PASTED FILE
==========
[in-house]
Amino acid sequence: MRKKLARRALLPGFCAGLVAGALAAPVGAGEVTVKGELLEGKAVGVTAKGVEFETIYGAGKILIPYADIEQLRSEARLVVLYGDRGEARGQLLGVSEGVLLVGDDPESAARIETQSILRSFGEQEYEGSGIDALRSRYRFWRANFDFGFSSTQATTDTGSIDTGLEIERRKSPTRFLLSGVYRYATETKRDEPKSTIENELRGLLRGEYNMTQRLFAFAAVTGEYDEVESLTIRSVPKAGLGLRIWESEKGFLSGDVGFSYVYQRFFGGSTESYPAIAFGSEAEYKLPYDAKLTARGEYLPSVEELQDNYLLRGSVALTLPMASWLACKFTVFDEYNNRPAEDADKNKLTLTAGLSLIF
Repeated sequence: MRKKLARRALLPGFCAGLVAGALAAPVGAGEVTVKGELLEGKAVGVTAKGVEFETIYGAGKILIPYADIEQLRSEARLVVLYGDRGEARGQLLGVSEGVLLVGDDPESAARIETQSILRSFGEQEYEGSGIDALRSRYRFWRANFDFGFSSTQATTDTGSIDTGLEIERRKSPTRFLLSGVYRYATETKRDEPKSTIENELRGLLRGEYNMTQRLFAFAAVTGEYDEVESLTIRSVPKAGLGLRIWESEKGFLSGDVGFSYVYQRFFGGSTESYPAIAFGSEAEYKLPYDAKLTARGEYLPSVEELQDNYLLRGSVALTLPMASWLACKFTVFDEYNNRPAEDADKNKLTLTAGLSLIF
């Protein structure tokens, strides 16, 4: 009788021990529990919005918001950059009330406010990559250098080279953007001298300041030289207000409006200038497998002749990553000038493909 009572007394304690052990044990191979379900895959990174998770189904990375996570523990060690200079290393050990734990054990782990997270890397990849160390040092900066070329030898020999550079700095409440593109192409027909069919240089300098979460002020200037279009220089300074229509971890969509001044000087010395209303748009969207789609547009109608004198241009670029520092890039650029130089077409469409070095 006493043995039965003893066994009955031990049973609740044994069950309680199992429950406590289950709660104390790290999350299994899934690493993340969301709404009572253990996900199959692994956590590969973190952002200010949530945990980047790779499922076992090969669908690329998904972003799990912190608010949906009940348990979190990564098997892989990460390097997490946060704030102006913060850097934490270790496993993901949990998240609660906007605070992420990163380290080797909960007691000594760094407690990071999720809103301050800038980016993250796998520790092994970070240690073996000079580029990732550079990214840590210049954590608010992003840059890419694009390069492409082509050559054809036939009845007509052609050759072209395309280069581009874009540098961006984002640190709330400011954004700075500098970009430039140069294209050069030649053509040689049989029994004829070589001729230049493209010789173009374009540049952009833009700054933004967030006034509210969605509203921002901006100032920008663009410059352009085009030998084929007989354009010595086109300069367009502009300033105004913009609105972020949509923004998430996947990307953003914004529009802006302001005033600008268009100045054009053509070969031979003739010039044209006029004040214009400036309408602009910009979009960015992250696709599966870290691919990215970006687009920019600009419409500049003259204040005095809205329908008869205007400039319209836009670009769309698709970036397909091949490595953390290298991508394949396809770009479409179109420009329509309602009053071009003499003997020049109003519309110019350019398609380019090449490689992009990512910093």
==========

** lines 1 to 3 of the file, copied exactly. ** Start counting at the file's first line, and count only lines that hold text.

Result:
[in-house]
Amino acid sequence: MRKKLARRALLPGFCAGLVAGALAAPVGAGEVTVKGELLEGKAVGVTAKGVEFETIYGAGKILIPYADIEQLRSEARLVVLYGDRGEARGQLLGVSEGVLLVGDDPESAARIETQSILRSFGEQEYEGSGIDALRSRYRFWRANFDFGFSSTQATTDTGSIDTGLEIERRKSPTRFLLSGVYRYATETKRDEPKSTIENELRGLLRGEYNMTQRLFAFAAVTGEYDEVESLTIRSVPKAGLGLRIWESEKGFLSGDVGFSYVYQRFFGGSTESYPAIAFGSEAEYKLPYDAKLTARGEYLPSVEELQDNYLLRGSVALTLPMASWLACKFTVFDEYNNRPAEDADKNKLTLTAGLSLIF
Repeated sequence: MRKKLARRALLPGFCAGLVAGALAAPVGAGEVTVKGELLEGKAVGVTAKGVEFETIYGAGKILIPYADIEQLRSEARLVVLYGDRGEARGQLLGVSEGVLLVGDDPESAARIETQSILRSFGEQEYEGSGIDALRSRYRFWRANFDFGFSSTQATTDTGSIDTGLEIERRKSPTRFLLSGVYRYATETKRDEPKSTIENELRGLLRGEYNMTQRLFAFAAVTGEYDEVESLTIRSVPKAGLGLRIWESEKGFLSGDVGFSYVYQRFFGGSTESYPAIAFGSEAEYKLPYDAKLTARGEYLPSVEELQDNYLLRGSVALTLPMASWLACKFTVFDEYNNRPAEDADKNKLTLTAGLSLIF